Lyrics and Poetry

It’s been a busy couple of weeks, to the point where I have been a bit blocked on writing narratives. There has just been too much on my mind for me to be able to sit down and string multiple pages together.

Mostly my mind was filled with good things, though, which was a welcome change to the bittersweet months that came before. Amongst others, I’ve been working hard on several really cool things at the ‘day-job’, which to me were personal achievements. Also, I’ve had the honor to attend a bacheloresque party of two friends, a slightly alternative version of a bachelor party which suited them very well. We spend the day building bridges and climbing things.

All in all, they were good months, but they left me with a lot of thoughts on the brain. As a result, I’ve been a bit blocked with regards to overarching storylines and stringing plotlines together. The images and ideas I usually try to capture in narratives have not left my brain, though. So instead, I’ve been writing lyrics and poetry.

For me, playing with ideas, words and descriptions comes kind of naturally. For a long time, I believed I didn’t have the.. well.. serenity to write a novel. Once I had the idea of the story worked out in my mind, I found it difficult to stick to it long enough to commit it all to paper. But I loved to read, and I thoroughly enjoyed writing. I’ve always had a very active imagination, which I tried to express, capture and share. Mostly, I did this trough writing poetry. I wrote a lot of poetry as a teenager. I wrote it on anything I could get my hands on. Notebooks, post-its, pieces of decorative paper, napkins, even receipts from stores. To this day, almost a decade and a half later, I still encounter random bits of poetry every now and again that I wrote back then. After a while I started playing around with form and I started writing lyrics, too.  Most were never put to music, something I wasn’t good at then and still am struggling with now, but I’ve always enjoyed trying.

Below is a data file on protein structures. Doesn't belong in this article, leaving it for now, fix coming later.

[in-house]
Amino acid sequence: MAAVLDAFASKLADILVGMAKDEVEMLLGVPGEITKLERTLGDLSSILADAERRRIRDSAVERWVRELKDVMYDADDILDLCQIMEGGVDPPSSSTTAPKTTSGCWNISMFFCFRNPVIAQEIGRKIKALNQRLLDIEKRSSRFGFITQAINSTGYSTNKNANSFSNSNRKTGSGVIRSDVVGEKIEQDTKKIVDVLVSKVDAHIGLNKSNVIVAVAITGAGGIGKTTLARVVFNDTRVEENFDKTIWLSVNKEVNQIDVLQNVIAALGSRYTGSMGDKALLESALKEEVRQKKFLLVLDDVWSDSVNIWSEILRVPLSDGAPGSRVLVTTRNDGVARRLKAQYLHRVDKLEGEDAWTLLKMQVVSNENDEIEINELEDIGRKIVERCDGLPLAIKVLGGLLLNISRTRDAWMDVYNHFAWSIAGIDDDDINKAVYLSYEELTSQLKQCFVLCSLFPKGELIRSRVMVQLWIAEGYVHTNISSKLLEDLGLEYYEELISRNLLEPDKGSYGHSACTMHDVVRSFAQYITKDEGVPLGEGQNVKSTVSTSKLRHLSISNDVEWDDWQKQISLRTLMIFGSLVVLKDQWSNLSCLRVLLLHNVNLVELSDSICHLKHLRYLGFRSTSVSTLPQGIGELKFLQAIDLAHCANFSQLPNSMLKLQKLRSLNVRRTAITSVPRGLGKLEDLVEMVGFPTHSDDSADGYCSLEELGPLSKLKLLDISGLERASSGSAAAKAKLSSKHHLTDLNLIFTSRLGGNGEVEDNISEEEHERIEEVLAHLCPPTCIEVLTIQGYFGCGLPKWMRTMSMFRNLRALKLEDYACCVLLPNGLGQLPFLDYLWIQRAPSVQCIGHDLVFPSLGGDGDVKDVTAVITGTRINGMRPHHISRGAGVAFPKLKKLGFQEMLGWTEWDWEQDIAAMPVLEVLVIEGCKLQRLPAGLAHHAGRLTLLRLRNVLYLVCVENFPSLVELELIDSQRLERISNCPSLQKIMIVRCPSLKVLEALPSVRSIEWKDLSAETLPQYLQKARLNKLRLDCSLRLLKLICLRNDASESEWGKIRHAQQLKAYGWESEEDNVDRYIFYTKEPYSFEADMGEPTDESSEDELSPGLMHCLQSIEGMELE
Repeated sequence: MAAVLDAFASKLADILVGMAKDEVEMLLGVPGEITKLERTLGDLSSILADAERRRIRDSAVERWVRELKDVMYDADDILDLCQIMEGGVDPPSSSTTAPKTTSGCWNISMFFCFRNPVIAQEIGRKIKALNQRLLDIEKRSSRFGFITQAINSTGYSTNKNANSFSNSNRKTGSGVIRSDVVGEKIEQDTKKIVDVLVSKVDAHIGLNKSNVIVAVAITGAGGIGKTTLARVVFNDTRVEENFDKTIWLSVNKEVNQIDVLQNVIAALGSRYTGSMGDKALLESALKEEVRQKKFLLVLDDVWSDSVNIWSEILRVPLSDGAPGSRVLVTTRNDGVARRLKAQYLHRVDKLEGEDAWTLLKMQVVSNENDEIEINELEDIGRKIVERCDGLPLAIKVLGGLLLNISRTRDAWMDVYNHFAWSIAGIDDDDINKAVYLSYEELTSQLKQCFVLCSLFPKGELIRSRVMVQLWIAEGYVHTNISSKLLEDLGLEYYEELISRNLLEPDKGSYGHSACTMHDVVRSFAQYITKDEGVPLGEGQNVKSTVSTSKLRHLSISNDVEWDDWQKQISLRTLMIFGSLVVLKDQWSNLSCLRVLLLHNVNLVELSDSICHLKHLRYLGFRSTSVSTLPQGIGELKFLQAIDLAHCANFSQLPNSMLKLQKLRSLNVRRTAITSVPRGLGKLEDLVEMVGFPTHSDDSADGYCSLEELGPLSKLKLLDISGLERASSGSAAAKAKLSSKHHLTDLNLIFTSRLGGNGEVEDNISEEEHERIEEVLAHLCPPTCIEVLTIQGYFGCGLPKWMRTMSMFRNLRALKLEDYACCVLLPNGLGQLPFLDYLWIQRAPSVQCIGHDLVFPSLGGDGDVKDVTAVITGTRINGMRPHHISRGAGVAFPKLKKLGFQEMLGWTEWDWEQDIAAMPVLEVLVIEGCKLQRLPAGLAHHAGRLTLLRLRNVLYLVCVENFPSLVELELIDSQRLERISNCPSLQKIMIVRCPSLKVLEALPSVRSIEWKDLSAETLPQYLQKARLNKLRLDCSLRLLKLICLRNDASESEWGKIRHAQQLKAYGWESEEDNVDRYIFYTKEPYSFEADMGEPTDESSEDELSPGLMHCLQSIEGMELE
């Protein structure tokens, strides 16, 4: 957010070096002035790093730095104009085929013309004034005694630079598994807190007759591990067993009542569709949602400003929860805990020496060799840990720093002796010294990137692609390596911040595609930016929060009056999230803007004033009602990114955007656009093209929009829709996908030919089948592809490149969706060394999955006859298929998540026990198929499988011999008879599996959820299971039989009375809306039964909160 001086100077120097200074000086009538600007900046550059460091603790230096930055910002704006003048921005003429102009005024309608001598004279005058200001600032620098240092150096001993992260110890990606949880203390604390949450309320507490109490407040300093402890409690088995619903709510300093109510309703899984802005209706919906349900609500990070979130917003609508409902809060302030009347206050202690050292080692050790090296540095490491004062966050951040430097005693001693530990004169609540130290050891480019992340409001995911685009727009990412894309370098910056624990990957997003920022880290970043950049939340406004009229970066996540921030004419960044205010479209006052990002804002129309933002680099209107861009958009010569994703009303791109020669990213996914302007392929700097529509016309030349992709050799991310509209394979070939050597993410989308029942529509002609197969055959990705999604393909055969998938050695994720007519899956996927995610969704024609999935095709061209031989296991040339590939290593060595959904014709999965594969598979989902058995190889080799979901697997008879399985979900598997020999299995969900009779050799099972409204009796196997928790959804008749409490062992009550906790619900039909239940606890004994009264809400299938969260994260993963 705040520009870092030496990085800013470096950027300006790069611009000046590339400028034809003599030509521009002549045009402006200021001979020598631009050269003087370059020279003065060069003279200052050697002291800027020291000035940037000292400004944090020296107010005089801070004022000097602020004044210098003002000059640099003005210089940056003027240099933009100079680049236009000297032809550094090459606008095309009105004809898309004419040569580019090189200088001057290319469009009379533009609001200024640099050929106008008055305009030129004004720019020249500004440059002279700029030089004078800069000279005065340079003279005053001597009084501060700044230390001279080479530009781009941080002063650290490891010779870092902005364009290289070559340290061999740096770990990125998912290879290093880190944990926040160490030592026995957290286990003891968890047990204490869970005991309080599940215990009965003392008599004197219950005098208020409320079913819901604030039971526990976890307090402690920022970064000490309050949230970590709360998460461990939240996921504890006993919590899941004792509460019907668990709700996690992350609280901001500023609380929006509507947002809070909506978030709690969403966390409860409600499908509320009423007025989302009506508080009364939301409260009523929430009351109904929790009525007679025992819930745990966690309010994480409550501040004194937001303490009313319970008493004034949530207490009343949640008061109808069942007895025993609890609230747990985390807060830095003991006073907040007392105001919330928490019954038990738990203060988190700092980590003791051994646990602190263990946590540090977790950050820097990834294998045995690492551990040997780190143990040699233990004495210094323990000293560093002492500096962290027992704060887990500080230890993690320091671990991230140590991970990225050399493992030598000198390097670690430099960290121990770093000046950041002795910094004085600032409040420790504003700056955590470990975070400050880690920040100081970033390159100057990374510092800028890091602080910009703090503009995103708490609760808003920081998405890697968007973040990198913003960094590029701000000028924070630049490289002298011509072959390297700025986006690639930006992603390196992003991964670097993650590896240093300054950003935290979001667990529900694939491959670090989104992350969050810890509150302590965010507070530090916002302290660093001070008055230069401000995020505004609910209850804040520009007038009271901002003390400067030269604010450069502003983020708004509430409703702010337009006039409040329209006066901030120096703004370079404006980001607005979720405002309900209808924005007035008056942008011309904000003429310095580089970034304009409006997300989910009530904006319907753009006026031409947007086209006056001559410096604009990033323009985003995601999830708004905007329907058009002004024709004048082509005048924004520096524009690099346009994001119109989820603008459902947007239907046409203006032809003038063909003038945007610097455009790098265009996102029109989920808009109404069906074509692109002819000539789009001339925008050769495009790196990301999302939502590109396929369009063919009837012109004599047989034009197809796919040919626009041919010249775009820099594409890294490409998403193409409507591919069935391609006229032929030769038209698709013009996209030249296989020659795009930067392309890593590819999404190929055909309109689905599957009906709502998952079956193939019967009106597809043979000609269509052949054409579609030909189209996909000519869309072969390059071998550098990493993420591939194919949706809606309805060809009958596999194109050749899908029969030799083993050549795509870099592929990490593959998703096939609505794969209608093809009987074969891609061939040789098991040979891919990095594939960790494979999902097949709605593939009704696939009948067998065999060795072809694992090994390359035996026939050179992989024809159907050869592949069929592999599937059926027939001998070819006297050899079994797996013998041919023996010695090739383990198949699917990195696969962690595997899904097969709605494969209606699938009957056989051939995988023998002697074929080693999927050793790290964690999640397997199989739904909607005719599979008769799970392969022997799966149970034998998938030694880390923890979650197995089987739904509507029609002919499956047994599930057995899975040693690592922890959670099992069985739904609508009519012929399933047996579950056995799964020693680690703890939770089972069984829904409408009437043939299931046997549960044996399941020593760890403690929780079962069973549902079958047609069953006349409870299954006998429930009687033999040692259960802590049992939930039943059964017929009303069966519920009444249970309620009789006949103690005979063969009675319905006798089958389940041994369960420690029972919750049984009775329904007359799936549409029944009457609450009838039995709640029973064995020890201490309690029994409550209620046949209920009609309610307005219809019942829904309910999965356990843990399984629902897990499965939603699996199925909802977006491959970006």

Nowadays, I write poetry and lyrics less often. When my brain is too full to spend a lot of time examining a single idea, though, I still tend to switch back to poetry and lyrics.

What kind of poetry or lyrics I write can vary greatly. While I had scholarly training into how to read poetry, place it in the time-period and social context it was originally written in, finding the layers within the poetry and placing and interpreting it’s imagery, writing poetry is very different from studying it. Writing poetry to me, is more like an experience. It can be light and fun, or heavy and complex. I like to play around with rhyme schemes, concepts, types of repetition and the type of story I’m trying to tell. A couple of years ago, I took a Coursera class on songwriting, which left me with many ideas about balancing and unbalancing, even and uneven stanzas, integrating concept and form. Nowadays, I vary between free form and highly structured, depending on where the idea behind the piece I am trying to write takes me. And although as a scholar I doubt most of what I write can be considered ‘good’ poetry, I do enjoy myself immensely building my intricate word-constructs and am able to use the writing process as a creative outlet regardless.

Climbing

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